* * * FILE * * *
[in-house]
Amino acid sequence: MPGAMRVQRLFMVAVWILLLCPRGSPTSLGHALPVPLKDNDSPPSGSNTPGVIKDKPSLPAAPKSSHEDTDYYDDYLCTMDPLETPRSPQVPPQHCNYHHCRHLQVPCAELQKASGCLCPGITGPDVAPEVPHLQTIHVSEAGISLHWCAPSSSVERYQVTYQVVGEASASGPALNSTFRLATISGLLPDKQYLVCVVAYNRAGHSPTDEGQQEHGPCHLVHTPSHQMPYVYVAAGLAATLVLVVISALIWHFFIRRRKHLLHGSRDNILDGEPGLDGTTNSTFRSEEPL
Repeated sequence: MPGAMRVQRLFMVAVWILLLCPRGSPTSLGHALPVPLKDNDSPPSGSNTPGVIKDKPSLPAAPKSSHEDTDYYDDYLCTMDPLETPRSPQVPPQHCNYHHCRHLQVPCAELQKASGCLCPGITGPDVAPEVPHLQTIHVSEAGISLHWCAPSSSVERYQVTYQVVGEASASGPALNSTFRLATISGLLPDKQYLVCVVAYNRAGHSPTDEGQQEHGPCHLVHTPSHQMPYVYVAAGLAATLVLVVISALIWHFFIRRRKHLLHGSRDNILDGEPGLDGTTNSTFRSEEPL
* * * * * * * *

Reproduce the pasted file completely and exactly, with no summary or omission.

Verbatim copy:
[in-house]
Amino acid sequence: MPGAMRVQRLFMVAVWILLLCPRGSPTSLGHALPVPLKDNDSPPSGSNTPGVIKDKPSLPAAPKSSHEDTDYYDDYLCTMDPLETPRSPQVPPQHCNYHHCRHLQVPCAELQKASGCLCPGITGPDVAPEVPHLQTIHVSEAGISLHWCAPSSSVERYQVTYQVVGEASASGPALNSTFRLATISGLLPDKQYLVCVVAYNRAGHSPTDEGQQEHGPCHLVHTPSHQMPYVYVAAGLAATLVLVVISALIWHFFIRRRKHLLHGSRDNILDGEPGLDGTTNSTFRSEEPL
Repeated sequence: MPGAMRVQRLFMVAVWILLLCPRGSPTSLGHALPVPLKDNDSPPSGSNTPGVIKDKPSLPAAPKSSHEDTDYYDDYLCTMDPLETPRSPQVPPQHCNYHHCRHLQVPCAELQKASGCLCPGITGPDVAPEVPHLQTIHVSEAGISLHWCAPSSSVERYQVTYQVVGEASASGPALNSTFRLATISGLLPDKQYLVCVVAYNRAGHSPTDEGQQEHGPCHLVHTPSHQMPYVYVAAGLAATLVLVVISALIWHFFIRRRKHLLHGSRDNILDGEPGLDGTTNSTFRSEEPL